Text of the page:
The Fremantle Society has asked council to allow sufficient time to do a thorough archaeological survey of the historic site before the tarmac tip trucks arrive.

Church of England and King’s Square

The Church of England owns half of King’s Square, along with important property nearby they have not developed. While the Catholics at the other end of town run a highly profitable business with the University of Notre Dame and the 47 properties they control, the Church of England are like mice in a hole, rarely venturing into the light, and providing little leadership in the city centre.

Given the importance of King’s Square as the only town square in Western Australia, and their ownership of half of it, the Fremantle Society wrote to them in February this year, and several times subsequently, without even receiving an acknowledgement. Since our letter was written, the tree in question has been unwrapped and attended to by experts.

Our letter is below.

to  Mr Brian Dixon CEO  Diocese of Perth and Brett Gibson Parish Council of Fremantle

Dear Brian and Brett

The Fremantle Society is concerned to hear about a proposal for a $500,000 ‘adventure playgound’ on church land in King’s Square.

The Fremantle Society appreciates that the church owns half the square and Fremantle Council the other half.

King’s Square is very valuable as the only town square in any town in Western Australia and the Fremantle Society has done extensive work to highlight the value of the square as a square now and for the future.

Please see the attached report by Dr Linley Lutton, which concludes:

“KIng’s Square was always intended to be Fremantle’s central public space and it is well within the capacity of the city council to return it to its rightful status.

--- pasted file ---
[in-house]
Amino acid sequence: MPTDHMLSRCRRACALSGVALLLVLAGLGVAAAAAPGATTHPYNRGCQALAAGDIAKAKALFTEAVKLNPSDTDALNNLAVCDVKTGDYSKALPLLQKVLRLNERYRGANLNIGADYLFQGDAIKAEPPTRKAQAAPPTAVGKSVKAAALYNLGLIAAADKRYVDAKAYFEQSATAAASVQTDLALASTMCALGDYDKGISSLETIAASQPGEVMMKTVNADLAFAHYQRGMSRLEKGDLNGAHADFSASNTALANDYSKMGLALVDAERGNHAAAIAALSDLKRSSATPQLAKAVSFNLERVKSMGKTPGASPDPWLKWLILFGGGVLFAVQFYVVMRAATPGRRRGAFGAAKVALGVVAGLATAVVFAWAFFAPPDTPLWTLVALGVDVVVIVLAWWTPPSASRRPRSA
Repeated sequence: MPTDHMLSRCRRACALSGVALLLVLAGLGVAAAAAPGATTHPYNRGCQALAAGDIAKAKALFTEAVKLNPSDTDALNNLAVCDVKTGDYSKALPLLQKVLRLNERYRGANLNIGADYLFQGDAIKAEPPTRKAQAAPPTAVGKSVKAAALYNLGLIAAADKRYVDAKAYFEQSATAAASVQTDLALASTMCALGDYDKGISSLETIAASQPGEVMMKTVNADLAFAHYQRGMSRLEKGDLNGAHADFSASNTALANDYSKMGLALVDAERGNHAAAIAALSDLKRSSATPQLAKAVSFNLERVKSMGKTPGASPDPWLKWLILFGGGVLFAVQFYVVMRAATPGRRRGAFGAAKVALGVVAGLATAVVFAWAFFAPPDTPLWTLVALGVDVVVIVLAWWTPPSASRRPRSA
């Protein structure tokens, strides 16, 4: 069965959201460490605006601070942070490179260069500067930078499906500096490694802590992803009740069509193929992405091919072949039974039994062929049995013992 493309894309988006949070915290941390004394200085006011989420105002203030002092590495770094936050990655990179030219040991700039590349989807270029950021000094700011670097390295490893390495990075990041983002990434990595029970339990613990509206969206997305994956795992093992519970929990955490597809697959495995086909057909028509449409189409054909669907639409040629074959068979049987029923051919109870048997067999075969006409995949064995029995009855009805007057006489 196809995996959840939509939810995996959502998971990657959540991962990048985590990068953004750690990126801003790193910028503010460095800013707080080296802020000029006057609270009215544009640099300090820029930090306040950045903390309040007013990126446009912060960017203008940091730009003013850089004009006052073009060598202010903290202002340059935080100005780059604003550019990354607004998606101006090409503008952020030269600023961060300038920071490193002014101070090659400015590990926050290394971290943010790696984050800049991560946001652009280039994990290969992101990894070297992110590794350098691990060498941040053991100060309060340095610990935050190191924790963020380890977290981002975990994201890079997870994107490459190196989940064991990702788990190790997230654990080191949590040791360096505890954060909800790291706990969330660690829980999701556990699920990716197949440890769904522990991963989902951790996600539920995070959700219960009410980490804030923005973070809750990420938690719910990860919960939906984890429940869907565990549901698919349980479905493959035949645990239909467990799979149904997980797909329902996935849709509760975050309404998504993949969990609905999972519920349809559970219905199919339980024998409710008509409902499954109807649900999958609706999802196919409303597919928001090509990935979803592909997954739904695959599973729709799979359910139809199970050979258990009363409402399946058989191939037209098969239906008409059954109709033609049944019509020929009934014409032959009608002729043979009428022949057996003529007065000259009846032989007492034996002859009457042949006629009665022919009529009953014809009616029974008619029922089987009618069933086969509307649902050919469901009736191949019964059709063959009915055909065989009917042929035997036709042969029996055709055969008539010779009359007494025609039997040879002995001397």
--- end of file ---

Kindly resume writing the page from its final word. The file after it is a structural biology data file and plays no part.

The major challenge for this council will be to change its ethos from being development orientated to being community and civic minded.”

The Fremantle Society seeks to  have council follow the recommendations of the $50,000 2006 Ruth Durack Urban Design study which concluded that the best option for King’s Square was indeed as Dr Lutton suggests: to remove the current council administration building and open the square up, not further build on it with a new and expanded administration building the community cannot afford.

Additionally, one of our members is currently working on a conservation plan for King’s Square, which remarkably, has never been done despite the work done by the church on its own building.

The concern of the Fremantle Society is that a large plastic and steel installation in the little that will remain of King’s Square after council build their extended administration building, will seriously erode the quality of what is left. It would be inconceivable in any European town square to have a significant proportion of it taken up with such a large installation.